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The Season Ends, and the Scoreboard Doesn’t Tell the Story

On the first day of practice in October, Lutz asked her players some basic questions. Where is the free-throw line? What is traveling? How many players are on the court at a time?

Most of the girls replied with blank stares.

“Until Christmas, I was teaching them offense versus defense,” Lutz said. “We have a crash course in peewee basketball — dribbling, passing, shooting, defense.”

She knows that her record with a team that always loses may preclude her from coaching elsewhere someday. It gnaws at her. But she musters enthusiasm for the job — doggedly challenging referees, for example, or diving for loose balls in practice to set an example.

“I’m going to coach like we’re going to win a state championship,” Lutz said. “They deserve that.”

Players see her as a stable, trustworthy role model, unlike anyone they know. She is fiery, sassy and confident. She gives them pointers on everything from manners to hairstyles.

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For Carroll Academy’s Players, Home is Not Always a Haven

One side of the gym had a smattering of fans for Sacred Heart. The bleachers set aside for Carroll Academy’s Lady Jaguars were virtually empty. Again.

The nine girls on the team usually outnumber their fans in the stands.

“That tells you all you need to know,” said Randy Hatch, the day-to-day leader of Carroll Academy, a school in Huntingdon administered by the juvenile court. “That’s why we’re here. If their parents had been there all along, maybe we wouldn’t be here. Right now, we’re the only family they got.”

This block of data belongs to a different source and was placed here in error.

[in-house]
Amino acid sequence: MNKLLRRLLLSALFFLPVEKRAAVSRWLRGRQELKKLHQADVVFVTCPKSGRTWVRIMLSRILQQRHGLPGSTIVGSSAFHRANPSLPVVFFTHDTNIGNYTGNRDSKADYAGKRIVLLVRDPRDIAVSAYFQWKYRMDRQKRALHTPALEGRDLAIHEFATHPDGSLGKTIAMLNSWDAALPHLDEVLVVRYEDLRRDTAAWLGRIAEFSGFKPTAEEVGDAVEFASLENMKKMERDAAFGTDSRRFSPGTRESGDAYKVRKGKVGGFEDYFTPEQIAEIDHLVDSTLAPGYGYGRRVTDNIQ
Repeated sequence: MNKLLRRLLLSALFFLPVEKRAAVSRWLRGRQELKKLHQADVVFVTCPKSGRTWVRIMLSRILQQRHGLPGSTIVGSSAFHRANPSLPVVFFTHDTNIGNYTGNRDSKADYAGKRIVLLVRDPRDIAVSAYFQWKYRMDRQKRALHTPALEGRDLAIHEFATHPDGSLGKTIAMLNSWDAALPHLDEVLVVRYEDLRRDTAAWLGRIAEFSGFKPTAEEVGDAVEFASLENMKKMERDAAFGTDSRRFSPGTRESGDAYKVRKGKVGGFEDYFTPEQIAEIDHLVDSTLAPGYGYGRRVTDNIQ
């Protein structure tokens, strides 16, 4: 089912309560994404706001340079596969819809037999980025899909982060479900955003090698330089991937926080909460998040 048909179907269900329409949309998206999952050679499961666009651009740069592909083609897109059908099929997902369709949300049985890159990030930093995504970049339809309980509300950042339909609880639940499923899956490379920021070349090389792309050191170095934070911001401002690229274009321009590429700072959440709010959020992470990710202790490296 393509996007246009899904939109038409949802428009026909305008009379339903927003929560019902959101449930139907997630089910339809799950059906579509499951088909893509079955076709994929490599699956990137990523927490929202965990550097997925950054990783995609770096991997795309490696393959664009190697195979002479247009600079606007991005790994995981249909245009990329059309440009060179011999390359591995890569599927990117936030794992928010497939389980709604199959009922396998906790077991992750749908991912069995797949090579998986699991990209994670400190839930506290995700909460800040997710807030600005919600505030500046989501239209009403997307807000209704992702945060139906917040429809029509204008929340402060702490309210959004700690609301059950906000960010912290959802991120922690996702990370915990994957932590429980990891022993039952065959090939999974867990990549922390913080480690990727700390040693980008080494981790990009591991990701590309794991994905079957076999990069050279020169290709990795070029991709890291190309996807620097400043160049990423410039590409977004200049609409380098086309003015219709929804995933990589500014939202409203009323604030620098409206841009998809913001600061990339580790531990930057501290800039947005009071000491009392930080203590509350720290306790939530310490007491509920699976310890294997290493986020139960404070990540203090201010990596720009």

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The Lady Jaguars, Part 2
Carroll Academy is a day school in Huntingdon, Tenn., operated by the Carroll County Juvenile Court and financed mostly by the state’s Department of Children’s Services. The region is beset by high unemployment, rampant prescription drug abuse and a proliferation of methamphetamine labs.

The Carroll County Juvenile Court judge, who has authority over the school, and Carroll Academy’s director gave The New York Times unrestricted access to explore the school through its girls basketball team, whose players have little experience with organized sports and myriad troubles outside of school. For this five-part series, The Times spoke with the girls, many of their parents and relatives, school administrators and coaches.

The Carroll Academy girls basketball team had just lost by 59 points to Dresden High School, the top team in the conference. Still, Tonya Lutz, Carroll Academy’s coach, lauded her team’s effort. Randy Hatch, Carroll Academy’s day-to-day director and founder of the basketball program, reached into a pocket and slipped $20 to one of the girls, as he usually does after games.

Together, amid giggles, the nine girls on the team bounced to the snack stand in a single-file line. Patrick Steele, the school’s straight-faced security director, followed them. Over the years, Steele has overheard taunts, even racial slurs, directed at Carroll Academy students, boys and girls, from opposing fans. He escorts the players wherever they go — from the bus to the gym, to the locker rooms and bathrooms, and back to the bus.

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